Biosketch

Biosketch

Personal Information:

 

Name: Dennis A. Simpson

 

Email:

dennis@email.unc.edu

Phone:

(919) 357-1028 (Cell)

(919) 966-8552 (Lab)

 

Education – Postgraduate Training Fellowships, Residencies and Traineeships

Degree            Institution                         Date                              Field

University of North Carolina    1998-present   DNA Damage/Cell Cycle Checkpoints

University of North Carolina    1996-1998       Biology of Fanconi Anemia

Ph.D.   University of North Carolina    1988-1996       Microbiology and Immunology

B.S.     Michigan State University       1981-1985       Microbiology and Public Health

 

Employment History:              (Begin with current position, rank and date of appointment)

Research Assistant Professor             2007    Dept. of Pathology and Lab. Medicine

University of North Carolina

Research Instructor                             2002    Dept. of Pathology and Lab. Medicine

University of North Carolina

Postdoctoral Research Associate       2000    Dept. of Pathology and Lab. Medicine

University of North Carolina

Postdoctoral Research Associate       1998    Dept. of Pathology and Lab. Medicine

University of North Carolina

Postdoctoral Research Fellow                        1996    Gene Therapy Center

University of North Carolina

Research Assistant                             1985    Dept. of Microbiology and Public Health

Michigan State University

Honors and Awards:

Visiting Scholar, University of Ulster, Colerain, Northern Ireland.  (2000)

Postdoctoral Research Associate, Environmental Pathology, UNC-CH. (2000-2001)

Postdoctoral Fellowship, University of North Carolina at Chapel Hill, Curriculum in Toxicology.  (1998-2000)

Postdoctoral Fellowship, University of North Carolina at Chapel Hill Gene Therapy Center. (12/96 – 6/98)

Graduate Training Fellowship: Design of Genetically Engineered Viral Vaccines, U.S. Army Research Office.  (8/92 – 12/96)

 

Bibliography

 

Refereed Publications:

  1. Smith‐Roe, S. L., Patel, S. S., Zhou, Y. C., Simpson, D. A., Rao, S., Ibrahim, J. G., Cordeiro‐Stone, M., Kaufman, W. K. (2012) Cell Cycle 12. [Epub ahead of print]
  2. Kesseler, K.J., Blinov, M.L., Elston, T.C., Kaufmann, W.K., Simpson, D.A. (2012) Journal of Theoretical Biology doi:10.1016/j.jtbi.2012.12.011. [Epub ahead of print]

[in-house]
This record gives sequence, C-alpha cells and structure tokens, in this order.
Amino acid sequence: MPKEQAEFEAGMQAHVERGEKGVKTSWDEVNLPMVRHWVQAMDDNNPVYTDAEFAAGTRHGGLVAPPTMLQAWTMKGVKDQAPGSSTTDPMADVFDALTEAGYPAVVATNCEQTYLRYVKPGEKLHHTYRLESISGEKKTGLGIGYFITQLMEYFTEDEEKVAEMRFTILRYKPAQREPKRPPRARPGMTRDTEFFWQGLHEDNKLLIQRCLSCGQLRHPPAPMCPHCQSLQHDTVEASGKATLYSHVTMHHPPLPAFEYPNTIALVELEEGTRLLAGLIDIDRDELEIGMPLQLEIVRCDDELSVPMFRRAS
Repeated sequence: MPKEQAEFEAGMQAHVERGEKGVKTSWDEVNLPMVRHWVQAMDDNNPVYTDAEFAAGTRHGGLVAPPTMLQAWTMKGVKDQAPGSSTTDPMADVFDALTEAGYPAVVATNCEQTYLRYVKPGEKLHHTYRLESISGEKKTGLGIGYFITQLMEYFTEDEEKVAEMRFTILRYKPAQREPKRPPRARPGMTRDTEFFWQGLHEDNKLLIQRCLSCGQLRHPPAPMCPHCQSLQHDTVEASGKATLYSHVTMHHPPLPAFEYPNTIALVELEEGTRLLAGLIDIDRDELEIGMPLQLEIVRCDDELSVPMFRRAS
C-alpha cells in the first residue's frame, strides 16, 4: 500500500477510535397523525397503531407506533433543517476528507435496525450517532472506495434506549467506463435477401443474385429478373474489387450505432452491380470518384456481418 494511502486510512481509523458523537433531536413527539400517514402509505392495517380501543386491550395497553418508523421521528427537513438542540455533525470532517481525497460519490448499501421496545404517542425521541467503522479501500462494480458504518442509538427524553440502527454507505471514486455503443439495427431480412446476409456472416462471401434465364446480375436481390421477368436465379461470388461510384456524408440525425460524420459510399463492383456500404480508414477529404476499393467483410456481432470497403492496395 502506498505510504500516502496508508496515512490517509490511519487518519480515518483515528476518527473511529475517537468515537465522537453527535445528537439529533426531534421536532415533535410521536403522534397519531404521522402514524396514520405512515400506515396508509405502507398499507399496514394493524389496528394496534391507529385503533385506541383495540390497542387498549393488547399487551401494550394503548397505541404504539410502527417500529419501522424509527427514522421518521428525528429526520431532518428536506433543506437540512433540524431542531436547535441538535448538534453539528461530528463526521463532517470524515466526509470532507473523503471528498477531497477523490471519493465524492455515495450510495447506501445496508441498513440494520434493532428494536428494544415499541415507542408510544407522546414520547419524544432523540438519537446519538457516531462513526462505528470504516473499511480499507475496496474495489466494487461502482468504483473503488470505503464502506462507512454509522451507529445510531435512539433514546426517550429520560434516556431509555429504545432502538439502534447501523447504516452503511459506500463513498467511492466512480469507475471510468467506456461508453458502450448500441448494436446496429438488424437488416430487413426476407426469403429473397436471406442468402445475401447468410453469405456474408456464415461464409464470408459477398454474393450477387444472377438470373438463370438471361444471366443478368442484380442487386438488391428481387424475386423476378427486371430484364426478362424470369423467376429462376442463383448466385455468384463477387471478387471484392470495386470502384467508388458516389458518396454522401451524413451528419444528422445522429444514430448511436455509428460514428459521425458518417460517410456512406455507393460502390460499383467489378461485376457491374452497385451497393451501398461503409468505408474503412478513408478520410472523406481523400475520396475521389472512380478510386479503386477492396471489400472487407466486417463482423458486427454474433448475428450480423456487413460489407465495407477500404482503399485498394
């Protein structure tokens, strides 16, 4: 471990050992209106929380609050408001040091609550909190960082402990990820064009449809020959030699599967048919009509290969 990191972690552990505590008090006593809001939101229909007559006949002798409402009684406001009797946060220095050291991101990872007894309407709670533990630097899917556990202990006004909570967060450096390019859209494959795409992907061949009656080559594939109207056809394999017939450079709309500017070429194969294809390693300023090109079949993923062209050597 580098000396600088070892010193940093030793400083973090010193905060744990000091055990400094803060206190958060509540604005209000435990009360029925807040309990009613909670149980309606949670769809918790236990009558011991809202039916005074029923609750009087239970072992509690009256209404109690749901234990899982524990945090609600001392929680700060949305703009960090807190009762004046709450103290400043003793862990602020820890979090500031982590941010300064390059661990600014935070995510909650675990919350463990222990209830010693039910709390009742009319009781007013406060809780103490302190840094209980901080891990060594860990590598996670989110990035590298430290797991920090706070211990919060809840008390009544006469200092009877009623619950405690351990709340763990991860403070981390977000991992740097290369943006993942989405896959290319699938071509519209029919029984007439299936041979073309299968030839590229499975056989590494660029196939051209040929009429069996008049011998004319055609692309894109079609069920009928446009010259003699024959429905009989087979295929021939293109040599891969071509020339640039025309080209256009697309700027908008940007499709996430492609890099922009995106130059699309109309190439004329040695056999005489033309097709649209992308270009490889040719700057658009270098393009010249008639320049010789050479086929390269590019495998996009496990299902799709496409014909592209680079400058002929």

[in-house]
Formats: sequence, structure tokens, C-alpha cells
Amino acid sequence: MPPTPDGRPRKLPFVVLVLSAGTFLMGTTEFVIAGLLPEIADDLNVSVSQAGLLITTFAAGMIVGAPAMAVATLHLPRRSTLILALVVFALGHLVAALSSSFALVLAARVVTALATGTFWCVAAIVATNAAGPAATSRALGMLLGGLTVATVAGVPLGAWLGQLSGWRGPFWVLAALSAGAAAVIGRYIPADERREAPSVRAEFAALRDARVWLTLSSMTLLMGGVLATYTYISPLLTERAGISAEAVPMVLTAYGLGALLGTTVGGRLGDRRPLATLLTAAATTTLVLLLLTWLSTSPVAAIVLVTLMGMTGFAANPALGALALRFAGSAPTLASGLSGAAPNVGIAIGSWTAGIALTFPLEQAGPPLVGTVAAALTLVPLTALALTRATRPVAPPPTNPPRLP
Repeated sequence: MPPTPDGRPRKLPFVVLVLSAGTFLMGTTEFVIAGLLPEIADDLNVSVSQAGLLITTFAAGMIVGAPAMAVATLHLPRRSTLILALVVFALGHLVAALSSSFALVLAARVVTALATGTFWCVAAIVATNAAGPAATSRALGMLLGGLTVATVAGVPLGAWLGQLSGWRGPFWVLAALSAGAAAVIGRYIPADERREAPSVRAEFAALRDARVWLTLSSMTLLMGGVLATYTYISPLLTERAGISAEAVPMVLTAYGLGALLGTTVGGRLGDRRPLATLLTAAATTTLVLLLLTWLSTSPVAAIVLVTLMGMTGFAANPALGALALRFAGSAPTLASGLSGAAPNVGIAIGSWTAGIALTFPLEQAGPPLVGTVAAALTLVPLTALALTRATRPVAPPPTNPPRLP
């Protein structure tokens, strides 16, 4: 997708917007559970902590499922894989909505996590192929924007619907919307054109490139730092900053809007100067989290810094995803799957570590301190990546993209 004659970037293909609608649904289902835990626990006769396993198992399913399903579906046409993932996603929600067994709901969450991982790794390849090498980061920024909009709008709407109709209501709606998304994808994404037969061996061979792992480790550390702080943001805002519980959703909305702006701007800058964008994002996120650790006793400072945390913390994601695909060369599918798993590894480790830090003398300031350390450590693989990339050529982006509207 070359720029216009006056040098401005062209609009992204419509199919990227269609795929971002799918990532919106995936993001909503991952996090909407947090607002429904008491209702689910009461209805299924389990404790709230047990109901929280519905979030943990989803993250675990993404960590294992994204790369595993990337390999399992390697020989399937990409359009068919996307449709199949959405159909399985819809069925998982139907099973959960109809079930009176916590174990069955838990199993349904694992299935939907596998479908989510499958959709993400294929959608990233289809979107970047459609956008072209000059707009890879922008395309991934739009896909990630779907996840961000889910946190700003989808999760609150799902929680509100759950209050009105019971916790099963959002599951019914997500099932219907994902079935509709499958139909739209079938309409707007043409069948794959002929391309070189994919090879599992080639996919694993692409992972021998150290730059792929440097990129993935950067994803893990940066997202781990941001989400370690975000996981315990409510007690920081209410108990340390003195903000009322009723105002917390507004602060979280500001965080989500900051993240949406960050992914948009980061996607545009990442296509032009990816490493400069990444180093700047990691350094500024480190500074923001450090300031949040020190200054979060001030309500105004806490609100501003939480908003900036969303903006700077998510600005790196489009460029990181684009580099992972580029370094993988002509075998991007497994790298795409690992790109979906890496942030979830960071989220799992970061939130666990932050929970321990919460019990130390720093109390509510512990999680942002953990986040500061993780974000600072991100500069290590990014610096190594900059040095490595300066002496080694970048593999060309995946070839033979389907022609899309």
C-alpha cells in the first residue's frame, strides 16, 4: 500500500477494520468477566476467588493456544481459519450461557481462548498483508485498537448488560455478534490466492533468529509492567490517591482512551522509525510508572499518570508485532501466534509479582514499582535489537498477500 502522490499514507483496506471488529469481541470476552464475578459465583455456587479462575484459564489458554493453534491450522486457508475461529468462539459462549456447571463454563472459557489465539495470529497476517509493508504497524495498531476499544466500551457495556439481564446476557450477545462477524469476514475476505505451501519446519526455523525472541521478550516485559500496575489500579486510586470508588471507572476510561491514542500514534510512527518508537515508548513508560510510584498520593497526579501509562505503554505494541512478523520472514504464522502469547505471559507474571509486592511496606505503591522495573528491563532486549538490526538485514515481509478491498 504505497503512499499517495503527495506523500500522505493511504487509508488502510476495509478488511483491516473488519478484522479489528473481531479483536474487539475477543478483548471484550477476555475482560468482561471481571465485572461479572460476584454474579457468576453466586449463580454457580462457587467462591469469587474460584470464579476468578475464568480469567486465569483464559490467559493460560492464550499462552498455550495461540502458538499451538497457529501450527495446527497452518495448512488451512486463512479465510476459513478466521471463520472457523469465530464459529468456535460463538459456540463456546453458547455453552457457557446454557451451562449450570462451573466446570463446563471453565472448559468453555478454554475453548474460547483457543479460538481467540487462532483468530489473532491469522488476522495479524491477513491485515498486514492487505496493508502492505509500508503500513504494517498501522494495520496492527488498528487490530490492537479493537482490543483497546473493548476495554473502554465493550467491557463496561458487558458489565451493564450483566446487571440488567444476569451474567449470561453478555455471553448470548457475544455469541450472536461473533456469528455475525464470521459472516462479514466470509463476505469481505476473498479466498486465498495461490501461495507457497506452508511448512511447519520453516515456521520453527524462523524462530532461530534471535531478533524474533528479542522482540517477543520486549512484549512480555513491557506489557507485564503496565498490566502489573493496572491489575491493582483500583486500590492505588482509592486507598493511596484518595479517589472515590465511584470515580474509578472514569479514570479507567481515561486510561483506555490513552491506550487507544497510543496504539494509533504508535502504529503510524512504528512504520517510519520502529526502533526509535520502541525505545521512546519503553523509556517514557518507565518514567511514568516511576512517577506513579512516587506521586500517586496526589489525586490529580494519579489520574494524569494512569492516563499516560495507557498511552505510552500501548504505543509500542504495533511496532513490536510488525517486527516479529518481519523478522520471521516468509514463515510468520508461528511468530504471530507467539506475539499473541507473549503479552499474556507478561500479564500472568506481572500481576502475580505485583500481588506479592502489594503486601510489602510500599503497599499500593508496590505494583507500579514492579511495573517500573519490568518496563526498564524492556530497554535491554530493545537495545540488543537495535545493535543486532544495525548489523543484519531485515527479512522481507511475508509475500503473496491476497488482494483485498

3. Carson C, Omolo B, Chu H, Zhou Y, Sambade MJ, Peters, E. C., Tompkins, P., Simpson, D. A., Thomas, N. E., Fan, C., Sarasin, A., Dessen, P., Shields, J. M., Ibrahim, J. G., Kaufmann, W. K.

(2012) Pigment cell & melanoma research 25: 514-526.

  1. Jeffries CD, Johnson CR, Zhou T, Simpson DA, Kaufmann WK (2012) Gene Regul Syst Bio 6: 55-66.
  2. Smith-Roe, S. L., Patel, S. S., Simpson, D. A., Zhou, Y. C., Rao, S., Ibrahim, J. G., Kaiser-Rogers, K. A., Cordeiro-Stone, M., and Kaufmann, W. K. (2011) Cell cycle 10, 1618-1624
  3. Bower, J. J., Zhou, Y., Zhou, T., Simpson, D. A., Arlander, S. J., Paules, R. S., Cordeiro-Stone, M., and Kaufmann, W. K. (2010) Cell cycle 9, 1617-1628
  4. Bower, J. J., Karaca, G. F., Zhou, Y., Simpson, D. A., Cordeiro-Stone, M., and Kaufmann, W. K. (2010) Oncogene 29, 4787-4799
  5. Tran, N., Qu, P. P., Simpson, D. A., Lindsey-Boltz, L., Guan, X., Schmitt, C. P., Ibrahim, J. G., and Kaufmann, W. K. (2009) Cell biochemistry and biophysics 53, 101-114
  6. Chen, B., Simpson, D. A., Zhou, Y., Mitra, A., Mitchell, D. L., Cordeiro-Stone, M., and Kaufmann, W. K. (2009) Cell Cycle 8, 1775-1787

10.  Kaufmann, W. K., Nevis, K. R., Qu, P., Ibrahim, J. G., Zhou, T., Zhou, Y., Simpson, D. A., Helms-Deaton, J., Cordeiro-Stone, M., Moore, D. T., Thomas, N. E., Hao, H., Liu, Z., Shields, J. M., Scott, G. A., and Sharpless, N. E. (2008) J Invest Dermatol 128, 175-187